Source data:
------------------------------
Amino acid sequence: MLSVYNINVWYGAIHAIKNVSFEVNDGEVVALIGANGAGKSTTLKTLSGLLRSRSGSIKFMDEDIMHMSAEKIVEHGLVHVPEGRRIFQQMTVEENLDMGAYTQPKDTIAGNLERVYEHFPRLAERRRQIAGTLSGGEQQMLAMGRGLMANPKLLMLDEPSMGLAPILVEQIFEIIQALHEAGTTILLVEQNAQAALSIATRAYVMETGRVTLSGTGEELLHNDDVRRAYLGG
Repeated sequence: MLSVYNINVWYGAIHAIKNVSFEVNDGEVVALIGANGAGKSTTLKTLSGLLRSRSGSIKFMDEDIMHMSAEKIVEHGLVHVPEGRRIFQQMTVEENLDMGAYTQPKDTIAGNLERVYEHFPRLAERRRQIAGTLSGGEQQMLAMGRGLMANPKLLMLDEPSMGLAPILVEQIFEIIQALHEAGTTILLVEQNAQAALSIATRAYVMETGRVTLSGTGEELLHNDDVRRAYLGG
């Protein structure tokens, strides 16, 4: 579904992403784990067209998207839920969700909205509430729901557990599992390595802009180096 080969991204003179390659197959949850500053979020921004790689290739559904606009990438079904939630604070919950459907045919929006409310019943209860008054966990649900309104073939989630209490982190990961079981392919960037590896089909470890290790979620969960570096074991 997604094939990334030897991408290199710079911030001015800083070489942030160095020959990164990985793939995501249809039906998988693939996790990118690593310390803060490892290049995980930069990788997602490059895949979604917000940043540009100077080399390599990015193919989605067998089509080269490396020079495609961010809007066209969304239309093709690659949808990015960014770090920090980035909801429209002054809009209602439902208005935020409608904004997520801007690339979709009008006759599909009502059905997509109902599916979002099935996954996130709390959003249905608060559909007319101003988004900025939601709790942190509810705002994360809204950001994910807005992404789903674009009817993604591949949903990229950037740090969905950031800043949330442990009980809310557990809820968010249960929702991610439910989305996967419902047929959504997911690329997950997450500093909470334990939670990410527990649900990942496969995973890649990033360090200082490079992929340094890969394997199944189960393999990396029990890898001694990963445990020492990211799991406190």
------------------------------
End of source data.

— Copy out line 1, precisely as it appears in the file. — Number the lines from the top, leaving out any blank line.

Amino acid sequence: MLSVYNINVWYGAIHAIKNVSFEVNDGEVVALIGANGAGKSTTLKTLSGLLRSRSGSIKFMDEDIMHMSAEKIVEHGLVHVPEGRRIFQQMTVEENLDMGAYTQPKDTIAGNLERVYEHFPRLAERRRQIAGTLSGGEQQMLAMGRGLMANPKLLMLDEPSMGLAPILVEQIFEIIQALHEAGTTILLVEQNAQAALSIATRAYVMETGRVTLSGTGEELLHNDDVRRAYLGG